Spanish F1 GP 2013 Wallpapers – Until Sunday, the racetrack outside Barcelona where the Spanish Grand Prix has taken place every year since 1991 had a very fan-unfriendly statistic: For 21 of the 22 years a driver who had started from the top two spots on the grid won the race.
In short, because it was so difficult to pass, it was mostly processional racing and the result was almost decided during Saturday qualifying. The only driver to have won from farther back was Michael Schumacher, who won his first race for Ferrari in 1996, starting from third on the grid.
Even despite changes in recent years to the series’ technical regulations to facilitate overtaking, the drivers on the front row won — usually the man who started on pole.
On Sunday, all that changed in the most fantastic way for the Spanish fans who came to watch their local hero, Fernando Alonso, drive a superb, gutsy, intelligent race in his Ferrari in the balmy, sunny weather to take the victory, despite starting only fifth on the grid.
Kimi Raikkonen of the Lotus team finished second, and Felipe Massa, in the other Ferrari, finished third after starting from the even more distant position of ninth on the grid.
Since the series’ leader, Sebastian Vettel, of the Red Bull team, who won the Spanish race last year, finished only fourth, the results tightened the battle for the drivers’ title. Vettel now leads the series with 89 points; Raikkonen is just four points behind and Alonso is third with 72 points.
It was Alonso’s second victory of the year, after he won in China last month, and the 32nd victory of his career. It was also his second victory in Barcelona, where he won driving a Renault in 2006, and his third in Spain, after he won the European Grand Prix in Valencia last year, when he started 11th on the grid.
“This is very special winning at home,” said Alonso, “and it doesn’t matter how many times you can do it and how many times you can repeat it, it is starting from zero and you have a very emotional last lap.”
On the wind-down lap after his victory, Alonso slowed to take the Spanish flag handed to him by a track marshal so he could wave it as he returned to the victory podium.
Alonso has single-handedly turned Formula One into one of the most popular spectator sports in Spain after he won the drivers’ title in 2005 and 2006 for Renault. An hour before the race on Sunday, during a parade of the drivers around the track to wave to the fans, Alonso made the unusual move of jumping off his vehicle and running up to the grandstand fence to shake hands and express his gratitude to the fans.
The fans expressed theirs during the race, acclaiming him on their feet and with their cheers each time he rose a spot up the pack.
Nico Rosberg, a German at the Mercedes team, started from pole position, with his teammate, Lewis Hamilton, in second. Vettel started third, and Raikkonen started fourth.
Rosberg got off to a perfect start, while behind him, Hamilton lost position to Vettel before the first corner. Alonso, after at first being passed by Raikkonen, passed both Raikkonen and then Hamilton by the second corner.
“We knew that to win the race we needed to pass people at the start,” Alonso said. “The start was very good, but it was very narrow and it wasn’t easy to move, and so we needed to wait for a better opportunity. It came just after Turn One, and I passed Kimi and then said, ‘Why not Hamilton, too?”’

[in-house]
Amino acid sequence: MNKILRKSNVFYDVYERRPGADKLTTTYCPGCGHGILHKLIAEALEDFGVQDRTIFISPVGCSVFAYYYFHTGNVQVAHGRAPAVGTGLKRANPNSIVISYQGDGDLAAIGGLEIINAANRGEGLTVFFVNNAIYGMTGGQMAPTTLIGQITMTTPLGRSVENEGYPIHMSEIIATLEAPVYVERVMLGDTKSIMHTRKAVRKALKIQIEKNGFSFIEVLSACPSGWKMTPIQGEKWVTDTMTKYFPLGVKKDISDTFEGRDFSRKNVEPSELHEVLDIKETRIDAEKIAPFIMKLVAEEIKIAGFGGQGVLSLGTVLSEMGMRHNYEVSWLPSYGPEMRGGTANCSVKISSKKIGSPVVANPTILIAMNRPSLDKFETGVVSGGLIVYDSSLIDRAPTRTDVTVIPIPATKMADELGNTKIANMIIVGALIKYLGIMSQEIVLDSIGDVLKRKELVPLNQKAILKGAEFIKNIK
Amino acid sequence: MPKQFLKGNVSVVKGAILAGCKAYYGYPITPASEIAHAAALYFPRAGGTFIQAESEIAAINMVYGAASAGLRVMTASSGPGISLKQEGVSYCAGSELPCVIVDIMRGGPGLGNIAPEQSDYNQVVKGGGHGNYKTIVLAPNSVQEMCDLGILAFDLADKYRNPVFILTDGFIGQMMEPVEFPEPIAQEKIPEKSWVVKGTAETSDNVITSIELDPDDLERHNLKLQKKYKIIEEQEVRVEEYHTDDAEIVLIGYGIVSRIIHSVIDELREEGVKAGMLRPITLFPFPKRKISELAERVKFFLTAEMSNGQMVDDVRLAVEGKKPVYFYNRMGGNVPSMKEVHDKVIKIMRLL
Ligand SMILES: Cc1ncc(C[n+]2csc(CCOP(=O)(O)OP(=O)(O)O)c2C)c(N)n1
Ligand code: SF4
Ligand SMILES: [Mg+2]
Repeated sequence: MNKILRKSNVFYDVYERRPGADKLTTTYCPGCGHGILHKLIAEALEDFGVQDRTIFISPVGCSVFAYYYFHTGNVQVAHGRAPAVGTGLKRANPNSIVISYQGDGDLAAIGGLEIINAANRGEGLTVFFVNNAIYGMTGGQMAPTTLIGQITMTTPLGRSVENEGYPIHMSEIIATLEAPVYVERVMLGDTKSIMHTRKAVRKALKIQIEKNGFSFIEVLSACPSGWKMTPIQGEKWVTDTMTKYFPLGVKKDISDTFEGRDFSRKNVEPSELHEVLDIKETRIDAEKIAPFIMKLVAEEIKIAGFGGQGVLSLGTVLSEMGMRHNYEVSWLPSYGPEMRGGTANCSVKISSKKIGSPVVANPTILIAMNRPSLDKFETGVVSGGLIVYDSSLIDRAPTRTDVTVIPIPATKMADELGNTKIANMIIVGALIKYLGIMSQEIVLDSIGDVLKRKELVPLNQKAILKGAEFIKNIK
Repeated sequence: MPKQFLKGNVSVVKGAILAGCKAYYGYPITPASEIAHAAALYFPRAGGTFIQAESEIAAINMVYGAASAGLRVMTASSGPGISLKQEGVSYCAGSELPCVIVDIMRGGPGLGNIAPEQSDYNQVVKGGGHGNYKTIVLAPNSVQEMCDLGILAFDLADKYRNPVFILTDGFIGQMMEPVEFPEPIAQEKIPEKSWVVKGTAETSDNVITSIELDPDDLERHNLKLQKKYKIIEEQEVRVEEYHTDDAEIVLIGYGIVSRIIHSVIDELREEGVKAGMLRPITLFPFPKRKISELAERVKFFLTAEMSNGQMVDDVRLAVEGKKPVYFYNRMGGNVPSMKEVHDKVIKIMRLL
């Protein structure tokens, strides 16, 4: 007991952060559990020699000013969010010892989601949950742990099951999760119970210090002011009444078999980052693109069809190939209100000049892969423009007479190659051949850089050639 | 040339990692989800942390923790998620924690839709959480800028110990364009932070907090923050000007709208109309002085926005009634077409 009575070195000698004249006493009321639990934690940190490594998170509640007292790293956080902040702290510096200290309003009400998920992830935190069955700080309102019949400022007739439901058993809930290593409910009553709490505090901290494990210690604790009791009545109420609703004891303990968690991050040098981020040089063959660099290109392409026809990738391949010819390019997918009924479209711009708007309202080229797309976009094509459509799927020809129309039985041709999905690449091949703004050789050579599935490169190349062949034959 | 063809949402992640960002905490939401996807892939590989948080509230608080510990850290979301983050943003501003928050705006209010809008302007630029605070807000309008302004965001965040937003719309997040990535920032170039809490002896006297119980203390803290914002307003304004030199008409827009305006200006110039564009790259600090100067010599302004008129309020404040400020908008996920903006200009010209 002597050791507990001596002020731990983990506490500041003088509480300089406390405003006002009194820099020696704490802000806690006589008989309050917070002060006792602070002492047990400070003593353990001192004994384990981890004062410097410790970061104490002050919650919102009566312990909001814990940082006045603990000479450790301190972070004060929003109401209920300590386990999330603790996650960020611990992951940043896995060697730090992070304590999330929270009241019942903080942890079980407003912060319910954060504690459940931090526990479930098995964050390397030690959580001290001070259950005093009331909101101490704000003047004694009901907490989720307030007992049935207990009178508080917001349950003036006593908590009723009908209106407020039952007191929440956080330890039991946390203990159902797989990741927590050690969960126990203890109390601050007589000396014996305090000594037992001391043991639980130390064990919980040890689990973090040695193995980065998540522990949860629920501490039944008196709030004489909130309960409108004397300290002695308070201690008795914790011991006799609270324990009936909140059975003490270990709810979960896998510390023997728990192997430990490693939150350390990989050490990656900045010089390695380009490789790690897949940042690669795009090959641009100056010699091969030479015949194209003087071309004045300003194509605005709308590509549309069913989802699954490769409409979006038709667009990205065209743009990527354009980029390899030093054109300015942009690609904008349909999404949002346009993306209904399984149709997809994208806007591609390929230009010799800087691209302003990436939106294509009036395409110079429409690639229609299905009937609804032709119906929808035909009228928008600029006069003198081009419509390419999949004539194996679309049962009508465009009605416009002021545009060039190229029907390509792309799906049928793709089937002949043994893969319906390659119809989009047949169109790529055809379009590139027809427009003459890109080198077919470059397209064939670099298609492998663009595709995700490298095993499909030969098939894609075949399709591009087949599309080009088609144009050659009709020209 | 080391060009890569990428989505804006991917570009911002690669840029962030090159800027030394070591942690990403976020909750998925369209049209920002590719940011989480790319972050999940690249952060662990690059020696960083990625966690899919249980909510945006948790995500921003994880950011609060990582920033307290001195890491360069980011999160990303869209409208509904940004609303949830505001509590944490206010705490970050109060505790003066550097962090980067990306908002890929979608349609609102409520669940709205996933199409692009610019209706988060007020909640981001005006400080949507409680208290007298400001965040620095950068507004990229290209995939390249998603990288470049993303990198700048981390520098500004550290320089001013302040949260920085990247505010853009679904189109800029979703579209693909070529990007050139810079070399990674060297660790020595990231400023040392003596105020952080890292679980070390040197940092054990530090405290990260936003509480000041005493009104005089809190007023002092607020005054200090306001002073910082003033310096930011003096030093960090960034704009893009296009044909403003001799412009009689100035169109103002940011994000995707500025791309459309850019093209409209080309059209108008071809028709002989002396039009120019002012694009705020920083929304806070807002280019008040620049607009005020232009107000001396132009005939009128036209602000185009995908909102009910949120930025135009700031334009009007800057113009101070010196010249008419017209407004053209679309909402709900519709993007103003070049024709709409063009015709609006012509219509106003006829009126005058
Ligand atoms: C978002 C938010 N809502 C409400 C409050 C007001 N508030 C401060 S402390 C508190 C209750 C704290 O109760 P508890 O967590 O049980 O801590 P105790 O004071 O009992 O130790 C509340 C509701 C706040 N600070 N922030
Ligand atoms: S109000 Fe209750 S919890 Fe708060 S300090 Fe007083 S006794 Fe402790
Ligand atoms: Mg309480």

For the first several laps the race leaders kept within a second of each other, trying to force an error. None of the drivers would make a serious mistake, and the race then became one about pit-stop strategy and, above all, which car would best preserve Pirelli’s fast-degrading tires that wear out so quickly on the abrasive track surface.
After only nine laps of the 66-lap race, Alonso was the first of the leaders to make a pit stop to change tires. After the following lap, the other leaders made a pit stop, and by the time Lap 10 was finished, Alonso had passed Vettel.
By Lap 13, Alonso had passed Rosberg and was the virtual leader of the race, since the car ahead of them at that point had not made a pit stop. Alonso steadily increased his control of the race from then on, but he said it was not until after the fourth pit stop that he really felt he was certain to win, with just 16 laps left — and the crowd on its feet cheering.
“After the last pit stop, when I found myself in front of Kimi by eight or nine seconds and my tires were two or three laps fresher, I realized the race was in our pocket if I didn’t make a mistake,” he said.
It was after Lap 13, when Alonso passed him that Rosberg’s race began to decline, as he dropped position after position as his Mercedes wore out its tires.
Rosberg finished the race in only sixth position, and Hamilton, after starting second, finished only 12th.
“It was an experience that I don’t really want to go through again,” said Hamilton. “I had no grip, I couldn’t push, and if I did, the tire just went off immediately.”
The race had the most pit stops this season for tire changes as a majority of the drivers made four pit stops, compared with a two-stop average.
The tire wear and the resulting pit stops were what ensured the fans in Barcelona one of the most interesting races in the track’s history.
“It has historically been difficult to overtake here and starting on the first row was half the race, and now whatever car keeps the tires alive will win the race or finish on the podium,” Alonso said.
Source - www.nytimes.com
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